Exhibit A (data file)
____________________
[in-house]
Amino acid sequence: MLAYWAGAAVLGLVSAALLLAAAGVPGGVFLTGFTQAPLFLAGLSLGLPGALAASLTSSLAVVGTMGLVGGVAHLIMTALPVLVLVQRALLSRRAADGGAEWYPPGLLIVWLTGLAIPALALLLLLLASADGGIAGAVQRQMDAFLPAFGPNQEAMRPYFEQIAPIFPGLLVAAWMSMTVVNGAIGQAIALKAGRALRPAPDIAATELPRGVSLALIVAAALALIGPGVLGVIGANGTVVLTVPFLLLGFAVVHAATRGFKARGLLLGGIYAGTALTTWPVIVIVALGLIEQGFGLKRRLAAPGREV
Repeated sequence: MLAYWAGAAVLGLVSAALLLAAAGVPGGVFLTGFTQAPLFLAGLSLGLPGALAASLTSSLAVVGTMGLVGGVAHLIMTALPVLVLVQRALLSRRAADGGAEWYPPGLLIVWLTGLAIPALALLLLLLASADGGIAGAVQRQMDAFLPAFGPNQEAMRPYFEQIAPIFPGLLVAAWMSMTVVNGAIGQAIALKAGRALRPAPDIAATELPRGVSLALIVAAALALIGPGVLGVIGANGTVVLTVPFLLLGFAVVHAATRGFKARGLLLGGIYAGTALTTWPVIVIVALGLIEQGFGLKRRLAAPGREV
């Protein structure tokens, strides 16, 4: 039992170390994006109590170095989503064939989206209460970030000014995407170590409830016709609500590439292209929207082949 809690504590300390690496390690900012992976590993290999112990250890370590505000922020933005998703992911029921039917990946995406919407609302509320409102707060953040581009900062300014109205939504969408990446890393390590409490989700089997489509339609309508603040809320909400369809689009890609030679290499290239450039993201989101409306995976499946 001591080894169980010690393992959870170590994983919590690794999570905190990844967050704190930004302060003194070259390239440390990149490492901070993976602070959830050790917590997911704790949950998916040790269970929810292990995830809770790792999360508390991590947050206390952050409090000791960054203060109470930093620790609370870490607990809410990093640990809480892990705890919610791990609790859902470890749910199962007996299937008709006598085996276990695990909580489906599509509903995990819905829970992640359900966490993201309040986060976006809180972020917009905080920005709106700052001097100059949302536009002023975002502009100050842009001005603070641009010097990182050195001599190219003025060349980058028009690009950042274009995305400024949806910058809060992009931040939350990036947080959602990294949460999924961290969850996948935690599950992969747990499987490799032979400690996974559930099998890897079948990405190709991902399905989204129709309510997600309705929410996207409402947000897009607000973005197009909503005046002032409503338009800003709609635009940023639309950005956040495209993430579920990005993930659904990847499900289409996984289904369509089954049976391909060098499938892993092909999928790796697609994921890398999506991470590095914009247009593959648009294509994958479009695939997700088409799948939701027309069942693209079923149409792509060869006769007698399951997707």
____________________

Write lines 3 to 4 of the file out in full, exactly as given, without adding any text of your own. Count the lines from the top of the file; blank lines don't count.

Repeated sequence: MLAYWAGAAVLGLVSAALLLAAAGVPGGVFLTGFTQAPLFLAGLSLGLPGALAASLTSSLAVVGTMGLVGGVAHLIMTALPVLVLVQRALLSRRAADGGAEWYPPGLLIVWLTGLAIPALALLLLLLASADGGIAGAVQRQMDAFLPAFGPNQEAMRPYFEQIAPIFPGLLVAAWMSMTVVNGAIGQAIALKAGRALRPAPDIAATELPRGVSLALIVAAALALIGPGVLGVIGANGTVVLTVPFLLLGFAVVHAATRGFKARGLLLGGIYAGTALTTWPVIVIVALGLIEQGFGLKRRLAAPGREV
């Protein structure tokens, strides 16, 4: 039992170390994006109590170095989503064939989206209460970030000014995407170590409830016709609500590439292209929207082949 809690504590300390690496390690900012992976590993290999112990250890370590505000922020933005998703992911029921039917990946995406919407609302509320409102707060953040581009900062300014109205939504969408990446890393390590409490989700089997489509339609309508603040809320909400369809689009890609030679290499290239450039993201989101409306995976499946 001591080894169980010690393992959870170590994983919590690794999570905190990844967050704190930004302060003194070259390239440390990149490492901070993976602070959830050790917590997911704790949950998916040790269970929810292990995830809770790792999360508390991590947050206390952050409090000791960054203060109470930093620790609370870490607990809410990093640990809480892990705890919610791990609790859902470890749910199962007996299937008709006598085996276990695990909580489906599509509903995990819905829970992640359900966490993201309040986060976006809180972020917009905080920005709106700052001097100059949302536009002023975002502009100050842009001005603070641009010097990182050195001599190219003025060349980058028009690009950042274009995305400024949806910058809060992009931040939350990036947080959602990294949460999924961290969850996948935690599950992969747990499987490799032979400690996974559930099998890897079948990405190709991902399905989204129709309510997600309705929410996207409402947000897009607000973005197009909503005046002032409503338009800003709609635009940023639309950005956040495209993430579920990005993930659904990847499900289409996984289904369509089954049976391909060098499938892993092909999928790796697609994921890398999506991470590095914009247009593959648009294509994958479009695939997700088409799948939701027309069942693209079923149409792509060869006769007698399951997707």